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Belt sanders can be hard to control and way to aggressive .Stick with the orbital.Don't rush the finish. A little hand sanding with 320 will take out any of the orbital scratches.I wouldn't do any staining either . The stain will find the deeper scratches from sanding and stand out. I would thin the finish . It makes it flow better.
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Old 08-10-2013, 01:01 PM   #6
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Belt Sander way too agressive.

Typically, veneered plywood, which is probably what you have, has the surface of teak and holly only about 1/28" thick. Very easy to sand through with a belt sander.
As someone mentioned earlier, use a good Random Orbit Sander. I prefer Porter Cable. I would start with 320 grit and see how much progress you are making. If not making progress, step down to 220 grit. I wouldn't go any courser than that because the existing floor has uneven wear and as others have said earlier, it is very easy to cut right through the top veneer. You will however need to sand some of the existing surface to get the color even. Teak generally sands very easily and will leave a brown dust.
I have never and will never stain teak. It may appear dull brown when sanded but will brighten up to a redish brown after applying a finish.

If at all possible, don't go any finer than 220. The 320 grit is just to see how much material has to be sanded.

When finished sanding, vacuum up the dust and then wipe clean with lacquer thinner or acetone. I prefer white cotton rags over paper towels. The paper towels dent to disintegrate and particles get caught in the grain of the teak. The lacquer thinner or acetone will remove any natural oils in the teak before applying the finish.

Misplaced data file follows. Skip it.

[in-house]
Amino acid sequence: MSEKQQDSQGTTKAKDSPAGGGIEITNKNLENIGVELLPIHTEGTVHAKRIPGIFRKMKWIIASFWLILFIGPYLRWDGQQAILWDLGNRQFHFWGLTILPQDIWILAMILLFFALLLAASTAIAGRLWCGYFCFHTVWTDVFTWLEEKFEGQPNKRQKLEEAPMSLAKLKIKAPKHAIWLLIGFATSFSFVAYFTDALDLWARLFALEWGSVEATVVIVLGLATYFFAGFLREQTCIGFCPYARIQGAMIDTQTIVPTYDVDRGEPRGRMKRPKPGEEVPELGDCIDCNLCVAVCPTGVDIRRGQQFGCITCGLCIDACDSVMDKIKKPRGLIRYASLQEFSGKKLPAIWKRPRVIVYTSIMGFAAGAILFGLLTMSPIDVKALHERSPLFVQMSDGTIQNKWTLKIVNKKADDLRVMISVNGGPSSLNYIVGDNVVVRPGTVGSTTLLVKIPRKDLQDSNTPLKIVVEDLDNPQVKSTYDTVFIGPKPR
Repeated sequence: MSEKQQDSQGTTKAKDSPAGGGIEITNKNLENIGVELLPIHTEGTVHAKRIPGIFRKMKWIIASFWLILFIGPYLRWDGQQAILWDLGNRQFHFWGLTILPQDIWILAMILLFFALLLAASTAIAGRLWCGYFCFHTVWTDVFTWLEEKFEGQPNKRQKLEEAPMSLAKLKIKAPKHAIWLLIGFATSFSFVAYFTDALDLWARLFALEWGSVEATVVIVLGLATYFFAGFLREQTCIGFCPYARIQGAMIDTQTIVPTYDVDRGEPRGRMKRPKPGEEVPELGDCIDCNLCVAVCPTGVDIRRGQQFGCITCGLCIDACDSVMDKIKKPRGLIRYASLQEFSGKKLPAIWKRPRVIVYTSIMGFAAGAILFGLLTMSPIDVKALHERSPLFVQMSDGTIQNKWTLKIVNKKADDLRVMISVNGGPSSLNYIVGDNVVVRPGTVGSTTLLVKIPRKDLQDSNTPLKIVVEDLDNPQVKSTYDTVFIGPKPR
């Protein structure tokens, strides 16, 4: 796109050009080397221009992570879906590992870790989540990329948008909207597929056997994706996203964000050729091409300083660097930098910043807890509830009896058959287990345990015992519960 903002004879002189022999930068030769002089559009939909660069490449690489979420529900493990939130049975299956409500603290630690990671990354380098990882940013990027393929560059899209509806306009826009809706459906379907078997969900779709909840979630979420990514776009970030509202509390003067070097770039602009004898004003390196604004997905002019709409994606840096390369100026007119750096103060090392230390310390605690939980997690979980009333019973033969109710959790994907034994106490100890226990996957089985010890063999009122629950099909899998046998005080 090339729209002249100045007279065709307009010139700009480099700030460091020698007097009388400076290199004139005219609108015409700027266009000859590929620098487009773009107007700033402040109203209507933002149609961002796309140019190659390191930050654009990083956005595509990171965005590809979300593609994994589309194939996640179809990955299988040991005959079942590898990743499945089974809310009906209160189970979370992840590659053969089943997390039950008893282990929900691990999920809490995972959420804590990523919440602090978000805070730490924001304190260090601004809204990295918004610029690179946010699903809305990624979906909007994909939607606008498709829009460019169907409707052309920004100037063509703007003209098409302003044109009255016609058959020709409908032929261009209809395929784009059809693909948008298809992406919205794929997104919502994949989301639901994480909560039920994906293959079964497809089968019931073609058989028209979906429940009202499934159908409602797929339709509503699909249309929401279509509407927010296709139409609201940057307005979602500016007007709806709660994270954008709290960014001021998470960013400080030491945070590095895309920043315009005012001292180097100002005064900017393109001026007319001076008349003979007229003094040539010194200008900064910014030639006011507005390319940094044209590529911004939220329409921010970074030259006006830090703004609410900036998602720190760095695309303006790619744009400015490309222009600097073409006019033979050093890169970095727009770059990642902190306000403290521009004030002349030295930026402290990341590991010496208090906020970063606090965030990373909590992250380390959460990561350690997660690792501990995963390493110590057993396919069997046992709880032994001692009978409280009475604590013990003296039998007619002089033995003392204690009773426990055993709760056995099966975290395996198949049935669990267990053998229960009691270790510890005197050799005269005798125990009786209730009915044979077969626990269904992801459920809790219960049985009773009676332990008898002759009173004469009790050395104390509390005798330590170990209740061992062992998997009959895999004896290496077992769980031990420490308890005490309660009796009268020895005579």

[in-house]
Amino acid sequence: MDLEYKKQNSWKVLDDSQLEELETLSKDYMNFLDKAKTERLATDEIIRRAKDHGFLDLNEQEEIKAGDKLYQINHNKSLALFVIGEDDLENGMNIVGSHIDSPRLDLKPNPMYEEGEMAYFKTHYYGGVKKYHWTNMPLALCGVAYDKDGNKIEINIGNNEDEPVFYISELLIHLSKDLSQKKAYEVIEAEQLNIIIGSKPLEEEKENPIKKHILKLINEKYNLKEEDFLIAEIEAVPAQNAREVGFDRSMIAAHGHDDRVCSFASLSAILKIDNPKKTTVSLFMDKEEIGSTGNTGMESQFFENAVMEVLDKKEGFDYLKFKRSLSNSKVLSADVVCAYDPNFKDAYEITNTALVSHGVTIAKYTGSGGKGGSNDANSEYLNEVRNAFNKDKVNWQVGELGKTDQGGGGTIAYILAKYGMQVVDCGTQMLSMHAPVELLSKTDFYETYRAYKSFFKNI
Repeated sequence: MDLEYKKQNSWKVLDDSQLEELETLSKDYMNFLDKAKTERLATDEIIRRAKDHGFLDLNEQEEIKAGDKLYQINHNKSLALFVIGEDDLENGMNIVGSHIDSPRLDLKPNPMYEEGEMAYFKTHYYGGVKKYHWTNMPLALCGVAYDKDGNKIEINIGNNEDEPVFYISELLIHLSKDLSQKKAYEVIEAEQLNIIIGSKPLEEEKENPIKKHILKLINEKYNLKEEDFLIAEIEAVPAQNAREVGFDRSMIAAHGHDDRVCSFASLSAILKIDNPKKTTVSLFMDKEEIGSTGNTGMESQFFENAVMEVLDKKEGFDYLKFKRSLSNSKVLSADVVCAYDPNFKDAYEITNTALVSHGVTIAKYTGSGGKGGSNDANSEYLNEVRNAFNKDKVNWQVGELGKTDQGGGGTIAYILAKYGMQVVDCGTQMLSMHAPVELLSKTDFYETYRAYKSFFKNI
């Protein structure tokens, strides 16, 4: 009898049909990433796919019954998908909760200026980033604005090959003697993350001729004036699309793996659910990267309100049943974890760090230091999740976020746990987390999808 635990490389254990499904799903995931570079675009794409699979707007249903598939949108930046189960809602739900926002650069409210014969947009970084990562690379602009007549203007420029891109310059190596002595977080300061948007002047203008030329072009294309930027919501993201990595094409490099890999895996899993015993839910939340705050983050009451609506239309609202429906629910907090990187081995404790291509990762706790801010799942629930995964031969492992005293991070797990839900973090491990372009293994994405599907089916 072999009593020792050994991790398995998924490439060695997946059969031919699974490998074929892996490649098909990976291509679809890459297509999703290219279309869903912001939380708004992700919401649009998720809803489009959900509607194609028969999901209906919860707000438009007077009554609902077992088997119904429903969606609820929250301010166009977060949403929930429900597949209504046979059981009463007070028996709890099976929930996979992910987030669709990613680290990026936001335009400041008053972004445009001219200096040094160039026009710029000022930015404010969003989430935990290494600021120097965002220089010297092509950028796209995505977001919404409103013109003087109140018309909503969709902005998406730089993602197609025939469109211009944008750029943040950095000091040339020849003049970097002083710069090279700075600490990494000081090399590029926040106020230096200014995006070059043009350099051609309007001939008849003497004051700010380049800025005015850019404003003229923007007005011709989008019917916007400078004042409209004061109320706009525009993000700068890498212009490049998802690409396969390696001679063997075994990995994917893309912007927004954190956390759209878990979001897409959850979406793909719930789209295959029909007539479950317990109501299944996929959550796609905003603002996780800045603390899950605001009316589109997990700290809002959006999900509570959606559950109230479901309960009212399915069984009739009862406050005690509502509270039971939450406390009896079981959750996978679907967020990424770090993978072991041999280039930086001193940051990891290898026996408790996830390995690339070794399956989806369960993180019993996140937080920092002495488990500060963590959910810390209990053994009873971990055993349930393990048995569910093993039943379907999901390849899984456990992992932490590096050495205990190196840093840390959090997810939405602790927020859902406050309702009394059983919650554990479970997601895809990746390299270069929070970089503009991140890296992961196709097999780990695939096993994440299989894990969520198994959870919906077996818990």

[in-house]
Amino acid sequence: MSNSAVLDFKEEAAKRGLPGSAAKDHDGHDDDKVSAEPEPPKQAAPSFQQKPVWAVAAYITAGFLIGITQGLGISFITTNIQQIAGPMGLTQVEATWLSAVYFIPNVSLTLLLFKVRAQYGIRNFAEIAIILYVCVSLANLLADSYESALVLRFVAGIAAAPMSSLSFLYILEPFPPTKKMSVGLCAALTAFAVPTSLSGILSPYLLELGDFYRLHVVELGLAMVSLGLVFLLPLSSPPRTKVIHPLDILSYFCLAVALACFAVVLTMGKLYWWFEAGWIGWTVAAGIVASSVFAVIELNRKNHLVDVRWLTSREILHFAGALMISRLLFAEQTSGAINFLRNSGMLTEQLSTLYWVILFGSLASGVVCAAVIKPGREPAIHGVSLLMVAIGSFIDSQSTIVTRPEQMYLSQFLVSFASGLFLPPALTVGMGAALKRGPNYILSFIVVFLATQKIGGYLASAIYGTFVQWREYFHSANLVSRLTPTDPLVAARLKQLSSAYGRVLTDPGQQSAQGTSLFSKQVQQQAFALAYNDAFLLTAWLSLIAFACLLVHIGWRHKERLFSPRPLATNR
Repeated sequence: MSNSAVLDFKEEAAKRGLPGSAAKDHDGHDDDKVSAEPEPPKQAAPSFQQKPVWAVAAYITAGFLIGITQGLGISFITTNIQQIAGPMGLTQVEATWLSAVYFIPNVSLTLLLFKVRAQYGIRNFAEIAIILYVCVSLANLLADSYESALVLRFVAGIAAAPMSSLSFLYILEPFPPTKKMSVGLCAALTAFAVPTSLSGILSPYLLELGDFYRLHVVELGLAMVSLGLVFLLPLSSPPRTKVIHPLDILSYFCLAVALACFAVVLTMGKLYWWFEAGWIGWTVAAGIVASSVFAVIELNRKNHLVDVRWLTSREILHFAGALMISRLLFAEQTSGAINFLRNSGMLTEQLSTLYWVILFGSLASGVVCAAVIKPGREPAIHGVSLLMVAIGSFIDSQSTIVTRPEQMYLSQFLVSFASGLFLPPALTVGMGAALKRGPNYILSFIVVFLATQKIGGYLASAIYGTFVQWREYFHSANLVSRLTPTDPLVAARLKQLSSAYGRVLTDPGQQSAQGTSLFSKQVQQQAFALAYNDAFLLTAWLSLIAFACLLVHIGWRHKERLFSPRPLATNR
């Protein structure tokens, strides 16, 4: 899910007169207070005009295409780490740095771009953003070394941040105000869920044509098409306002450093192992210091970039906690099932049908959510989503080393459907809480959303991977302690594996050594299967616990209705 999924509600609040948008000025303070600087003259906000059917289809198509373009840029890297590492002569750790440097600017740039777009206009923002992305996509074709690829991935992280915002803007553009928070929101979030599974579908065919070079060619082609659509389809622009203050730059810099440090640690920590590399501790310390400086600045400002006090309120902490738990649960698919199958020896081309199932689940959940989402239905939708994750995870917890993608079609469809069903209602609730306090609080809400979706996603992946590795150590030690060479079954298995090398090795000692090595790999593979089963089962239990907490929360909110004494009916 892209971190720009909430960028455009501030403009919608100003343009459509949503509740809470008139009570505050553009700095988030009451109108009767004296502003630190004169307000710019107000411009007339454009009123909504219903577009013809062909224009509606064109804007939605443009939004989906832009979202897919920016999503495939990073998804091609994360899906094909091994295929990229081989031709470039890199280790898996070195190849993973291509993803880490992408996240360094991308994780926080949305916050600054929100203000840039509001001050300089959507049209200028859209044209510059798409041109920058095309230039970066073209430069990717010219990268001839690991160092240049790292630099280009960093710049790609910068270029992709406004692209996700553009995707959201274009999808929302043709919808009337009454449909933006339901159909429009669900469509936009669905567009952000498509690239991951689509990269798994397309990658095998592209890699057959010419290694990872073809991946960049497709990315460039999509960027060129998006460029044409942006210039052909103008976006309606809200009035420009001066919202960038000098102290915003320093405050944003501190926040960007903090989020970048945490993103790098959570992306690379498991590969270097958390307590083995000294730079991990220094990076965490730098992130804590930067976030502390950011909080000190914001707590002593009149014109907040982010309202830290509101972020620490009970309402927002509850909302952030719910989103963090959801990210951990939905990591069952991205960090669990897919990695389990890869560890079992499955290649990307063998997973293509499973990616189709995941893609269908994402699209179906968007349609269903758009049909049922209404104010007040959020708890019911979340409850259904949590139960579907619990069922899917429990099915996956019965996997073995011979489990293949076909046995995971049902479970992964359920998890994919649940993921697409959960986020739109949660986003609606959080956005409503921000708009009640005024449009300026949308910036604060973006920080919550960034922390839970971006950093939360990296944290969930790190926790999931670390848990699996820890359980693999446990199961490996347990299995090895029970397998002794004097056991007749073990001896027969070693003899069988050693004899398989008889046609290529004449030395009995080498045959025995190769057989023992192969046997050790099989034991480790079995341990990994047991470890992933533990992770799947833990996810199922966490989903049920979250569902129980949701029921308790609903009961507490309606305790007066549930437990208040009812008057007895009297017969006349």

This sounds harder than it actually is. Just use common sense.
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Old 08-10-2013, 10:41 PM   #7
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I am a third generation floor finisher and agree 100%, don't use a belt sander! I have a full line of Porter-Cable sanders from an antique 220 volt floor sander on up and recomend the orbital highly. For previously finished sole I would start with nothing less than #150 more likely #80 or #100 but I have been doing this for over 50 years. If it is a veneered floor you may not be able to get all the scratches out before blowing through. The vac attachment will save a lot of clean up. Be sure to vacuum before finishing. Tacking as mentioned is always a good idea

Agree with everyone else, don't stain. Over time and exposure to light the sole will even out. Use any finish meant for use on floors. You don't need a marine finish. The stuff from Lowes or HD is fine.

Feel free to pm me or give a call 860-885-8382.

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Old 08-12-2013, 06:42 AM   #8
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For a finish you might chose bowling alley or gym style finishes.